Blind Couple Leads The Sighted In Church And School

April 10, 1991|By Jane Lippy | Jane Lippy,Contributing writer

WESTMINSTER — Although their world is devoid of light, Gary and Ninette LeGates are a beacon of inspiration.

Both have been blind since birth. But the Westminster couple is a vivid embodiment of the saying, "Better tolight one candle than to curse the darkness."

"We've had a lot of miracles and have many interests," 38-year-old Ninette said.

Gary, 39, teaches language courses at Westminster High, and Ninette is an analyst for the U.S. Department of Defense atFort Meade, in Anne Arundel County.

Gary and Ninette both suffered retinopathy prematurity when they were put in incubators as infants. A too-high concentration of oxygen caused scar tissue to form over the lenses of their eyes.

But from an early age, they found plentyof support and encouragement from their parents.

"We were blessedin our parents," said Gary. "They said, 'You can do anything you want to do.' They didn't hold me back."

In addition to their careers,the LeGates are also musicians. Accompanying themselves with guitarsand keyboards, Gary and Ninette sing at church services and other events throughout the county.

However, Gary will admit music wasn't a lifelong ambition.

"I did it just to be with her," he said.

The LeGates have performed together since 1974, when the minister at Deer Park Methodist Church asked them to perform. A concert at LazarusUnited Church of Christ in Lineboro soon followed.

"Word got around," said Gary.

The couple now performs at Westminster Baptist Church, where they've been members since 1979. Among other activities atthe church, Gary serves as Sunday School superintendent, while Ninette writes a "New Members" informational column for the church newsletter.

"We've worked there since 1981," Gary said. "We're friendly, and they like us. The church has been good to us. We try to give something back."

Their activities don't stop at the church door.

Gary is a board member of the Maryland School for the Blind in Baltimore, president of the school's alumni association, and an officer in the National Association of Blind Teachers. Ninette serves as secretaryfor three similar groups.

"We're people-oriented," she said.

Gary was born in Wilmington, Del., and raised in Easton, Talbot County. Ninette was born in Chambersburg, Pa., and raised in Hagerstown, Washington County.

They met at the School for the Blind, which drawsstudents from across the region. Gary was 7, and Ninette was 6 at the time.

The LeGates said their education there was excellent and inspired them to continue in school.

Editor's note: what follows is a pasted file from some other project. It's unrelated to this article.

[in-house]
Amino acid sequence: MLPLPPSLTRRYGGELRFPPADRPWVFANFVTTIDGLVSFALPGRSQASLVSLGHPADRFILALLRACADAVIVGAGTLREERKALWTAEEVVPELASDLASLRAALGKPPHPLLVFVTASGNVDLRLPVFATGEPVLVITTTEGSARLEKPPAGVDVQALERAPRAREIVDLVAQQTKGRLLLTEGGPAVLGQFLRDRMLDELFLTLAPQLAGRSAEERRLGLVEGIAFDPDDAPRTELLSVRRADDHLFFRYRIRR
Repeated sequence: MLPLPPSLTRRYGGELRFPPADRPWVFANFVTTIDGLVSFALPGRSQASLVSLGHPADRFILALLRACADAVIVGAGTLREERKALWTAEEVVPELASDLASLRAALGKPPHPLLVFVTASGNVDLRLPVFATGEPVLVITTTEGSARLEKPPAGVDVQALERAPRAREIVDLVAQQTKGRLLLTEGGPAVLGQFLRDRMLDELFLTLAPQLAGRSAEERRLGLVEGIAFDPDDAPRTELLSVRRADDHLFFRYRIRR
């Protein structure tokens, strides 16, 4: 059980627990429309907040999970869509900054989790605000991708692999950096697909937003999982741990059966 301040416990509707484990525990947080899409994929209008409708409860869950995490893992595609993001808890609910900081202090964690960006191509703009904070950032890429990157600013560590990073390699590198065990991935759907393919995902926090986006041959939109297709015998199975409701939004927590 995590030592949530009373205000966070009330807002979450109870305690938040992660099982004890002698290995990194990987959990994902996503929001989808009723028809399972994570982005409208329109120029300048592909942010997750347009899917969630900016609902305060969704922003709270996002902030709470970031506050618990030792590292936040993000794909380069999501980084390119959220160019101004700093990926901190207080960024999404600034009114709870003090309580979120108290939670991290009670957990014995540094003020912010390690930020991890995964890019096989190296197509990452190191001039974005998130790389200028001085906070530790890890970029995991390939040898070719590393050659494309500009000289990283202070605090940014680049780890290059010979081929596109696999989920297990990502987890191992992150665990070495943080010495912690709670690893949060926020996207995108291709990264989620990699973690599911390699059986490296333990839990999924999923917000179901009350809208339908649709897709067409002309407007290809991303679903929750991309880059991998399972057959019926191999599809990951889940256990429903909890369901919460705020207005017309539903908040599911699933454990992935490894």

Gary attended Western MarylandCollege, majoring in Latin, French and education. He went on to PennState University, where he received a master's degree in classical literature.

After graduating in 1974 with an English degree from Western Maryland, Ninette took Russian language courses at Penn State and earned a teaching certificate. They married in 1976.

The LeGates strive to be self-sufficient, but some aspects of life -- such as reading and transportation -- can pose challenges. Neighbors or volunteers read them their mail and sometimes offer a lift to a doctor's appointment or other errands.

"God sends us people," Ninette said. "Somebody always shows up. There is always a solution if we seek it out."

Gary teaches four Latin and two French classes at Westminster High School, where he's been on the faculty since 1977. He catches a ride to work with another teacher and pays an aide to help out in theclassroom.

"I'm not out to cost them more money or put a handicapon the system," he said. Volunteers from the church help out when Gary administers an exam.

Ninette commutes with co-workers to Fort Meade, where she has worked since 1976.

At the red-brick rancher where they've lived for 13 years, Braille books and magazines abound. Braille materials take up a great deal of space, as the LeGates' 18-volume loose-leaf Bible attests.

The LeGates say their faith sustains them in world full of challenges.

"I couldn't do anything without it," Gary said. "You can only do what God gave you to do. There's nothing else to trust in."

Ninette agreed.

"God worked things out," she said. "He can do things we cannot do. He sends the people we need at the right time."

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